Monday July 26, 1999
"The Dog Ate My Homework" - New Technology Changes the Way Kids and Parents Deal with Homework
By Kate Rauhauser-Smith - York Daily Record Staff
Since time immemorial, children have been going to school, teachers have been assigning homework and dogs have been eating it.
The reasons for late or missing homework are myriad: I missed that day; I lost my notebook; I was sick; my parents are evil aliens from the planet Zotar who plan to conquer Earth by keeping children from achieving high educational accomplishments.
As school systems and communities become larger, building a relationship between school and home becomes more difficult. Teachers often have a hard time getting parents on the phone. Schools find that notes sent home with the students get "lost" frequently. They try mailing of faxing them.
The point remains that teachers and parents are always searching for a better way to communicate about the children.
In this day of instant communication and the information highway, most schools are becoming wired and are plugging in the Internet. Their boards have allotted hundreds of thousands of dollars to add or upgrade technology.
York-based information/software company St. Andrew Development, Inc. designed a computer application called School Link, which they hope will help teachers and parents.
Beginning with this school year, Dover parents and students will be able to check on homework, 24 hours a day. Dovers homepage will have a hotlink for School Link, where there will be assignments, due dates, and teacher's comments from every class on the student's schedule.
"Its a tool to bring everyone closer," said Dover Supt. George Severns, Jr. "The more information the parents have, the more they can be in touch with their child."
It is widely held that children whose parents take an active roll in the education process do better.
"Right now, you have to schedule time," said Severns. Parents and teachers try to make busy schedules match and are not always successful. School Link will allow anyone with Internet access to communicate with the teachers via e-mail and vice versa.
This is how it will work: Every student will be assigned a UserID number and a password. By going to Dovers web page www.doverk12.pa.us- the student will find a hotlink that will lead directly to School Link. By entering the information, the student will bring up a page from which they can see an overview of all their classes or of all their homework assignments. The course, teacher, assignment summary, assignment details and due date are listed.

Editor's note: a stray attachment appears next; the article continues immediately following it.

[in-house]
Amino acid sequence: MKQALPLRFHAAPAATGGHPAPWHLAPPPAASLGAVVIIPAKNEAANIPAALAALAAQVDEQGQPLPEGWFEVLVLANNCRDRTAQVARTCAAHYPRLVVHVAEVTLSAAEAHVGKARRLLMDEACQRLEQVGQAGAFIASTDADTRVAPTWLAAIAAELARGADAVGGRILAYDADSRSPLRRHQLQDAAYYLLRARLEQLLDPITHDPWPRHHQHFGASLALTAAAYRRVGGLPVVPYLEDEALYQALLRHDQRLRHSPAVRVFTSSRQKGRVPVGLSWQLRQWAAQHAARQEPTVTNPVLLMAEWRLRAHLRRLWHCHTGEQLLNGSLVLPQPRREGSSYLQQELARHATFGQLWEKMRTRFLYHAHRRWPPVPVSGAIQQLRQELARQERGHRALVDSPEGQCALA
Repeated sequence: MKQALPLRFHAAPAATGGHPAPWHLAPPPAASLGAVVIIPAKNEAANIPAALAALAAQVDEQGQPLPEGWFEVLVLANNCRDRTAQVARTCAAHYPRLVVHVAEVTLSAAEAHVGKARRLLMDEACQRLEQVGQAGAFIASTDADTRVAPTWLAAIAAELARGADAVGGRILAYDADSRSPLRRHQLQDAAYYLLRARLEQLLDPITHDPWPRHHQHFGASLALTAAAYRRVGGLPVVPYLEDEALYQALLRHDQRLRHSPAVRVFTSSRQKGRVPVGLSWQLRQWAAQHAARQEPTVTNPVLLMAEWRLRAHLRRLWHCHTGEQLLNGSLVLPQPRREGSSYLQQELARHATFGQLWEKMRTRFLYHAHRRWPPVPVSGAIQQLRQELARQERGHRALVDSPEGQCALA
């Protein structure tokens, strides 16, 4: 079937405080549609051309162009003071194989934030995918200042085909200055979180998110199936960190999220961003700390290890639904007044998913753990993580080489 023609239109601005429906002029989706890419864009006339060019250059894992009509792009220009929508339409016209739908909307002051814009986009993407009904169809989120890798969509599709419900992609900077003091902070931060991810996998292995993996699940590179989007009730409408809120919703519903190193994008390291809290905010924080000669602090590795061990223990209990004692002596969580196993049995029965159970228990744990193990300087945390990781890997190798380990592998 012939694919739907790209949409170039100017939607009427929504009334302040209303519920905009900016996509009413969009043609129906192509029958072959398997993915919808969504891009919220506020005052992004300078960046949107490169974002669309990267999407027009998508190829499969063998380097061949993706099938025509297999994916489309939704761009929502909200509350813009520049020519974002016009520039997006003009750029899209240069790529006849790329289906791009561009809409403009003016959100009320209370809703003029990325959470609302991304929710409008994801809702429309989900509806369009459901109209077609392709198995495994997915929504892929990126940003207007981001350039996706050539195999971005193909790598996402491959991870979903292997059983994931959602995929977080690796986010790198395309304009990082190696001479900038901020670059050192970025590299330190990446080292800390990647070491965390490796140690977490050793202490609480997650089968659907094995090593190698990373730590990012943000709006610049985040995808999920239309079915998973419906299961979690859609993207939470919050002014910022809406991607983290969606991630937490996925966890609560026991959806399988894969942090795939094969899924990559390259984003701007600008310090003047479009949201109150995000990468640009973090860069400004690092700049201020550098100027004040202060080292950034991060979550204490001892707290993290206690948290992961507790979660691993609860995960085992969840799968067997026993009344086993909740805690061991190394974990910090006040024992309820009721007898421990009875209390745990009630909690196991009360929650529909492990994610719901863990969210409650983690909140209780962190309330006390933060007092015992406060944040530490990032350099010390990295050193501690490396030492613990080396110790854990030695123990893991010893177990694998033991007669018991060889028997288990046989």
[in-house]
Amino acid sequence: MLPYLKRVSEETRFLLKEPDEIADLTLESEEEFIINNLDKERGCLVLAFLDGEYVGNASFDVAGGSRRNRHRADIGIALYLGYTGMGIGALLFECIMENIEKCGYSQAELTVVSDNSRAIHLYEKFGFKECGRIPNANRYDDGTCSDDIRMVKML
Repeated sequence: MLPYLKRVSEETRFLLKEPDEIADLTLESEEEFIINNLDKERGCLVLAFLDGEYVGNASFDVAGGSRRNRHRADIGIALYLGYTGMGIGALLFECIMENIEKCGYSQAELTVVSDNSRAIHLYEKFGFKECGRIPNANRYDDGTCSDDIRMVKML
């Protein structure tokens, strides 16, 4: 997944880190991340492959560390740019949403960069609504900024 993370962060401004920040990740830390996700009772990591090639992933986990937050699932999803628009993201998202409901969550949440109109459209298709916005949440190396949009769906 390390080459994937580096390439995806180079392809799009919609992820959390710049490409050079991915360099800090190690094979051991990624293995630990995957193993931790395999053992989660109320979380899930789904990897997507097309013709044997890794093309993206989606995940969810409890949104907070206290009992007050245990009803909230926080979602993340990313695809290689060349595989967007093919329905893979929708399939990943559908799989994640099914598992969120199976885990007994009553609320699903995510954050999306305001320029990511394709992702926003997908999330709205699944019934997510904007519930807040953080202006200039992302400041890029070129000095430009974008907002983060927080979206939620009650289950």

Eventually, there will be a place for teacher to enter comments on the students progress or unusual activities. The parent will be able to click on the teachers e-mail to ask for help with the homework or any problems that seem to be creeping up.
The idea for the program came from the staff at York Catholic High School. They contacted the St. Andrew company in spring 1998 with a proposal for using the Internet to deliver information about school work to parents.
Dovers school board has been looking for ways to involve parents and the rest of the community with the school district for several years, Severns said. A Dover Township resident who has business connections with St. Andrew suggested Dover might want to be part of the development process.
A group of students was brought in to test the results. Their response: We hate you, Mr. McKee." Francis X. McKee, president of St. Andrew, considers this to be the type of "positive feedback" he wanted.
Computer programs are all well and good, McKee said, but "if they dont have a real purpose, theres not much use for them."
School Link has a real purpose in that it will help with the fundamental need for children to understand and complete their homework and for parents to know what their children are doing.
With four children in the Catholic schools in York County, McKee had a personal interest in the development of this particular application. On a family trip to Disney World, he recalls how his son had a neatly written list of homework assignments that needed to be done during the trip. His daughters teacher had simply said, "Have a good trip." Or so she said. This turned out to not be the case.
"I have a vested interest in this application." McKee said with a laugh.
Severns of Dover said the board realizes that not all residents have access to the Internet, yet. In order to make it available to every resident of the district, computer stations are planned for public places in the township.
Officials at the York Hospital Annex have agreed to house a station. Severns has visions of the computer terminals in banks, gas stations and convenience stores, as well.
"This (the Internet) is the most revolutionary thing to happen to mankind," McKee said. "School Link makes the most immediate use of the schools Internet investment."
Severns sees great potential for the district. The district will be offering a "Virtual University" program that will allow students to take college-credit courses. Severns would like to see the idea expanded to include classes for community adults. He believes the School Link could be made to work for such a setup.
Dover, like many schools, is trying to stay on the forefront of whats available, while watching its dollars. In the end, Severns and McKee agree the challenge is to use what is best for the students and community in the rapidly changing world of technology.
Severns said, "Were just trying to keep up."
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